Rudolf Schwarz (architect)
Rudolf Schwarz (15 May 1897, Strasbourg – 3 April 1961, Cologne) was a German architect known for his work on Kirche St. Fronleichnam, Aachen. He also played a decisive role in the reconstruction of Cologne after the Second World War. After conducting Cologne's reconstruction authority between 1947 and 1952 he contributed to the rebuilding of the city with his buildings. Among them is the Wallraf-Richartz Museum (1956), which now houses the Museum of Applied Art. He also reconstructed the pilgrimage church of Saint Anne in Düren, near Aachen, which is probably his most famous work.
Schwarz worked with the German blacksmith Carl Wyland and closely with the Fr. Romano Guardini at Burg Rothenfels, where he designed the chapel for Quickborn, a large German Catholic youth movement run by Guardini. His wife, Maria Schwarz, worked together with him and is still in business as an architect, especially in reconstructing and modifying her husband's buildings.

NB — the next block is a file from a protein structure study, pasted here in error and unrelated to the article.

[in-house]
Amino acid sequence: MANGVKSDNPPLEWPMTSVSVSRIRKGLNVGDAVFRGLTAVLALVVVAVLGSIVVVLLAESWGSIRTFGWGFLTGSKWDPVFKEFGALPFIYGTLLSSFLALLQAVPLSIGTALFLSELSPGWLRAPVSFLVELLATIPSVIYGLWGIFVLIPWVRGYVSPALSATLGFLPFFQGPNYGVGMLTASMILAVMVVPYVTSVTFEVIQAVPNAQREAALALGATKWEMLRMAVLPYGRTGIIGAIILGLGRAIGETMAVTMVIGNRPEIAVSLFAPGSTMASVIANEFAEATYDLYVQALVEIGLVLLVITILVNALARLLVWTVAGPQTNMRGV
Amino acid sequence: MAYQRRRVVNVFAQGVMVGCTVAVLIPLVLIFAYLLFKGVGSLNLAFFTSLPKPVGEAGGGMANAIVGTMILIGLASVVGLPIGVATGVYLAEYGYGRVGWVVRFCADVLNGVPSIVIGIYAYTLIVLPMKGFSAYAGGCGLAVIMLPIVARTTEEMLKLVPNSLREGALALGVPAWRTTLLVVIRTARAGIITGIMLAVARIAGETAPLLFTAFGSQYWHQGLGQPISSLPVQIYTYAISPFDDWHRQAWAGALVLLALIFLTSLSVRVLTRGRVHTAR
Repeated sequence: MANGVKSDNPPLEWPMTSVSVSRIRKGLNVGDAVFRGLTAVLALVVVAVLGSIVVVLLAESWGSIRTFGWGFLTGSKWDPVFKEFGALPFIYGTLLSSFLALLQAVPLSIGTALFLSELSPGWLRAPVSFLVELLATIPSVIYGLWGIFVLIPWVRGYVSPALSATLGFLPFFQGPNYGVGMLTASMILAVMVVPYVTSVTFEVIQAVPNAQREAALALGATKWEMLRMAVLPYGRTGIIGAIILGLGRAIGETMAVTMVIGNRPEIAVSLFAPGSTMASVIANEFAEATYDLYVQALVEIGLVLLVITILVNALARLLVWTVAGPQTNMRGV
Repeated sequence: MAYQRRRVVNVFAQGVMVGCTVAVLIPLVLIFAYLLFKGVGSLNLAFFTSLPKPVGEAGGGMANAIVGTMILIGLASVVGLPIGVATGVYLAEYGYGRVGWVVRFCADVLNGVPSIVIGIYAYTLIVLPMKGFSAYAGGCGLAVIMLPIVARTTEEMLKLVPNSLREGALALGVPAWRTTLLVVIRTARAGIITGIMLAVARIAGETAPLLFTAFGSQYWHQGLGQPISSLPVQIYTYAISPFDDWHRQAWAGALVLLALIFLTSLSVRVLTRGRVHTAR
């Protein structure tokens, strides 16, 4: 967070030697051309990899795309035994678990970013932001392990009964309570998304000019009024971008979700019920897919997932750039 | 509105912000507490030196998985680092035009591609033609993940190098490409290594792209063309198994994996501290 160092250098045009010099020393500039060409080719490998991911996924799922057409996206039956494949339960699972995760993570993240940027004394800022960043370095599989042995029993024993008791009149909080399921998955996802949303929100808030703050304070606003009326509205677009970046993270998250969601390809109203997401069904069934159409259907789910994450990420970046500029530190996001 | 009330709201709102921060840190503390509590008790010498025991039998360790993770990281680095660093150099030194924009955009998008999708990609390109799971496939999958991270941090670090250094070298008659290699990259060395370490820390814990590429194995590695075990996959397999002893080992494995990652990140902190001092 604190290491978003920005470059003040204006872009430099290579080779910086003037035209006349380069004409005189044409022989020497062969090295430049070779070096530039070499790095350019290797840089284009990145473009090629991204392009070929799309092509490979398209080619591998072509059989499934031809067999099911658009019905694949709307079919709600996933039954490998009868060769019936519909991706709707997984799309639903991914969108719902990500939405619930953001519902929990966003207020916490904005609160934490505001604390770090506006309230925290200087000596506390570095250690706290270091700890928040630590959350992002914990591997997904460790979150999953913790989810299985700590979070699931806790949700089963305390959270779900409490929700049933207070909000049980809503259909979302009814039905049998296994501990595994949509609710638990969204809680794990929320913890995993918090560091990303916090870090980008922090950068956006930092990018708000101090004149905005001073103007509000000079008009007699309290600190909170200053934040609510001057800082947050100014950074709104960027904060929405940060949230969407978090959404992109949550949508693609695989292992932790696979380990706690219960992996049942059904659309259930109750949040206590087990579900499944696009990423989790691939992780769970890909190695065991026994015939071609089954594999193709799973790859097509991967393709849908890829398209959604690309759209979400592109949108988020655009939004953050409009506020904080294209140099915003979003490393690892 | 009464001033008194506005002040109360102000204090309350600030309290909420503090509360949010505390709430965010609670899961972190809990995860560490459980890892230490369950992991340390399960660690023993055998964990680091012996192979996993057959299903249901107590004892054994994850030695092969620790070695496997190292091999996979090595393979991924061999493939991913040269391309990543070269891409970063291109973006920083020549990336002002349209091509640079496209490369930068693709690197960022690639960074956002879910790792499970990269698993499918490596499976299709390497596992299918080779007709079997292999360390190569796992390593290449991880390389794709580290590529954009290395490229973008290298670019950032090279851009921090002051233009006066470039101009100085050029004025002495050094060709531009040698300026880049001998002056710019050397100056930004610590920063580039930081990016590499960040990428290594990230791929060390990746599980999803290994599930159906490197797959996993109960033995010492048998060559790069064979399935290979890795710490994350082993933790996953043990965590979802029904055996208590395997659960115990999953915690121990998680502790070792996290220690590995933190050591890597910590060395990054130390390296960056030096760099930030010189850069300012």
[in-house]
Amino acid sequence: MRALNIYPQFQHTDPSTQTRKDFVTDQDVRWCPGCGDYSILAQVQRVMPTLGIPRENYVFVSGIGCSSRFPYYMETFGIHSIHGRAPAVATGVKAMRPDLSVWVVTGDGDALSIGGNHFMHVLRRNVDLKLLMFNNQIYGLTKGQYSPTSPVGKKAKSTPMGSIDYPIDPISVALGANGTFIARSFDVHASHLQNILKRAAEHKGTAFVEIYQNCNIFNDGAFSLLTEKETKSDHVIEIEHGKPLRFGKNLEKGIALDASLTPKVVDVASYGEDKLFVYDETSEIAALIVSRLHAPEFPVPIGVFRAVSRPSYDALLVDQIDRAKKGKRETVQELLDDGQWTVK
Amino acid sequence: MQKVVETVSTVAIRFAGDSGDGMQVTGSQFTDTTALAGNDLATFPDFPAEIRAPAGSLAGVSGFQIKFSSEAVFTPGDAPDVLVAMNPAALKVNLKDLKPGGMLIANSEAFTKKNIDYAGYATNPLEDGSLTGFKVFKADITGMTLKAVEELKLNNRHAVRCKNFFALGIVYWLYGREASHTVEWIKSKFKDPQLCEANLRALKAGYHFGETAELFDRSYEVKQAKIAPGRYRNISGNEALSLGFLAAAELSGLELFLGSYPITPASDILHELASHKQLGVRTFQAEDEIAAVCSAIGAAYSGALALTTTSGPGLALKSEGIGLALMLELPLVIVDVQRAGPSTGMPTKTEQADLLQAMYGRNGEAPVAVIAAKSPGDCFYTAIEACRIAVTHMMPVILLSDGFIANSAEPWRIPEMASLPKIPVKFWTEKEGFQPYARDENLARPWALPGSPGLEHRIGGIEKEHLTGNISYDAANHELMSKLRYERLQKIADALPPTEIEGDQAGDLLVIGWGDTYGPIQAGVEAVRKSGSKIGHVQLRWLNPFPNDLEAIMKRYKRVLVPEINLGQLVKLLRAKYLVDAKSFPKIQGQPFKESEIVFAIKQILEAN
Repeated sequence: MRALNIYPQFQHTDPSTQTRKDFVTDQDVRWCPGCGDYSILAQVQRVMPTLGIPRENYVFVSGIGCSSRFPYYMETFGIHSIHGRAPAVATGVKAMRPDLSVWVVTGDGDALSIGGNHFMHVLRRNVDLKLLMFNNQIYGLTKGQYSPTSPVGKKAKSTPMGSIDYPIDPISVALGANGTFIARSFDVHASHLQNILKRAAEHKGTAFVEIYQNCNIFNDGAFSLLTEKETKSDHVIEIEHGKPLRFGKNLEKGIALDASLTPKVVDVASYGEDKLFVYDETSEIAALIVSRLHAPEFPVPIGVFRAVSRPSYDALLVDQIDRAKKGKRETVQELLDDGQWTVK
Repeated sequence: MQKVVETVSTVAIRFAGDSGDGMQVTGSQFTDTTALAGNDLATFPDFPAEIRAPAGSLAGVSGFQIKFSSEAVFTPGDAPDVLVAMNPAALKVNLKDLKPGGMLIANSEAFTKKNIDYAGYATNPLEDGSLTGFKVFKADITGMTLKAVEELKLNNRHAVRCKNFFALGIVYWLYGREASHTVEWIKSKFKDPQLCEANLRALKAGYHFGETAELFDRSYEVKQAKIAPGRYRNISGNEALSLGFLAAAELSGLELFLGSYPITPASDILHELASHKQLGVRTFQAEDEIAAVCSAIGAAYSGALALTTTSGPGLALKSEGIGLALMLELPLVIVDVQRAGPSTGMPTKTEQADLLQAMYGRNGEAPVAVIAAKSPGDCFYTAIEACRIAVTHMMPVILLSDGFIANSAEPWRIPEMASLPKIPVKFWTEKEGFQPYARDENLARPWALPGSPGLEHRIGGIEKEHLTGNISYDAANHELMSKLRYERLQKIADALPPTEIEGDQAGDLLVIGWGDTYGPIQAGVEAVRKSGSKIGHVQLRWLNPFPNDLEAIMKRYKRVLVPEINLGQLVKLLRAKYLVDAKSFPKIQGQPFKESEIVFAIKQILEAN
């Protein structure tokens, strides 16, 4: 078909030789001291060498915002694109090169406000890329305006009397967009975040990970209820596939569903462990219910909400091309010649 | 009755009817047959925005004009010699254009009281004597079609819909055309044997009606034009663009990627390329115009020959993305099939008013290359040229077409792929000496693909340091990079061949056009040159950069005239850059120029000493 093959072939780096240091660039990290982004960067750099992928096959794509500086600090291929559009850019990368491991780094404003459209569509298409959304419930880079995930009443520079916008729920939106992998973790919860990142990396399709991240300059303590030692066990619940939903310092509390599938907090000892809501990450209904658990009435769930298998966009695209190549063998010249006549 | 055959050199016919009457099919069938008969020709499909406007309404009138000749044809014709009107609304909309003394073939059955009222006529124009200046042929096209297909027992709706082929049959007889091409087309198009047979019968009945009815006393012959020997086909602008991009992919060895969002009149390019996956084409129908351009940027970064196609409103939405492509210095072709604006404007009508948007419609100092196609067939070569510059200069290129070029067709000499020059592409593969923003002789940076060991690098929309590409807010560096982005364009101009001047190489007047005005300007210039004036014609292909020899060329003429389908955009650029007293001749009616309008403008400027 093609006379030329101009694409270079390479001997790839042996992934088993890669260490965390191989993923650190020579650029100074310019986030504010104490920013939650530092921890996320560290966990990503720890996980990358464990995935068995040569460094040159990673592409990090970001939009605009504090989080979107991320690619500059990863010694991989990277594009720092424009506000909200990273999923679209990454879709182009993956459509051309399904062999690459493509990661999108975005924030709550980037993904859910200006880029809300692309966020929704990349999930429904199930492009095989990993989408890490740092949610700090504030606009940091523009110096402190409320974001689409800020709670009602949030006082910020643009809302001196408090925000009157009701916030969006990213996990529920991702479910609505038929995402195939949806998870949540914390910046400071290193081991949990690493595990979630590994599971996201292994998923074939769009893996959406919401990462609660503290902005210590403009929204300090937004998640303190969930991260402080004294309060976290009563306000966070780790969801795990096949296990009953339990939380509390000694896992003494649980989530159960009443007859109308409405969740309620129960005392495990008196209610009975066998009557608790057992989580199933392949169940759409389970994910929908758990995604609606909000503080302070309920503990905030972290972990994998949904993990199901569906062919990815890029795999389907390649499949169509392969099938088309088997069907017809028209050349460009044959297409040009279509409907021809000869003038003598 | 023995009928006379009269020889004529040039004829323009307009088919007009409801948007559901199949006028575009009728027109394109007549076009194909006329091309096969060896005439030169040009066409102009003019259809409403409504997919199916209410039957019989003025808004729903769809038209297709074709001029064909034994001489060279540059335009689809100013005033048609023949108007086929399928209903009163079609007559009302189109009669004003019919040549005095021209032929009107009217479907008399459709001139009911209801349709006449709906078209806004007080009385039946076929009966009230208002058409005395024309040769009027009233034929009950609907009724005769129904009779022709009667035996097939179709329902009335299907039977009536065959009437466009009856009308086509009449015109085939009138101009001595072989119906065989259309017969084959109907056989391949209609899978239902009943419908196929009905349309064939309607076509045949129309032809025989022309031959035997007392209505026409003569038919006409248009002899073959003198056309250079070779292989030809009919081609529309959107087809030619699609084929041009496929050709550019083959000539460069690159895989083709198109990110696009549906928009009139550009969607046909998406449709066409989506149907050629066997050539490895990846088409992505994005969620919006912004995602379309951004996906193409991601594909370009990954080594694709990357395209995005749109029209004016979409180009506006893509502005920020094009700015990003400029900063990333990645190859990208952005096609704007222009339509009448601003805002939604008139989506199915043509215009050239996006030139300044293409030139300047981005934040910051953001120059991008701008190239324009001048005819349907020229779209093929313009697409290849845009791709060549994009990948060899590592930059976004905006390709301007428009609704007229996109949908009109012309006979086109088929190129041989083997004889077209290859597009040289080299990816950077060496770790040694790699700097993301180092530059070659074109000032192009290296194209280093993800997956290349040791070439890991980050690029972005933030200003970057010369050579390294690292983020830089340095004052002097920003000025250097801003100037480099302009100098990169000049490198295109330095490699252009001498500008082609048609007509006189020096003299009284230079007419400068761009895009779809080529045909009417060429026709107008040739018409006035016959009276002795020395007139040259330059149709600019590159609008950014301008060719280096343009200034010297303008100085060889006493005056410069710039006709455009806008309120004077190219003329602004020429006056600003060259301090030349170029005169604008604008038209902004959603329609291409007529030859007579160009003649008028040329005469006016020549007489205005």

Hendrik Brixius. "Kirche St. Fronleichnam Aachen (Architekt Rudolf Schwarz)" (in German). Hendrik.Brixius. Retrieved 2007-08-18.
- Steven J. Schloeder, Architecture in Communion: Implementing the Second Vatican Council through Liturgy and Architecture. San Francisco: Ignatius Press, 1998: 23-24 and 234-38. ISBN 0-89870-631-9.
- Adam Caruso, Helen Thomas (Hg.): Rudolf Schwarz and the Monumental Order of Things. gta Verlag, Zürich 2016, ISBN 978-3-85676-362-6.
|Wikimedia Commons has media related to Rudolf Schwarz.|
- Johannes Madey (1999). "Schwarz, Rudolf". In Bautz, Traugott. Biographisch-Bibliographisches Kirchenlexikon (BBKL) (in German). 16. Herzberg: Bautz. col. 1431. ISBN 3-88309-079-4.
- Rudolf Schwarz in the German National Library catalogue
- Rudolf Schwarz (architect) at the archINFORM database.
|This article about a German architect is a stub. You can help Wikipedia by expanding it.|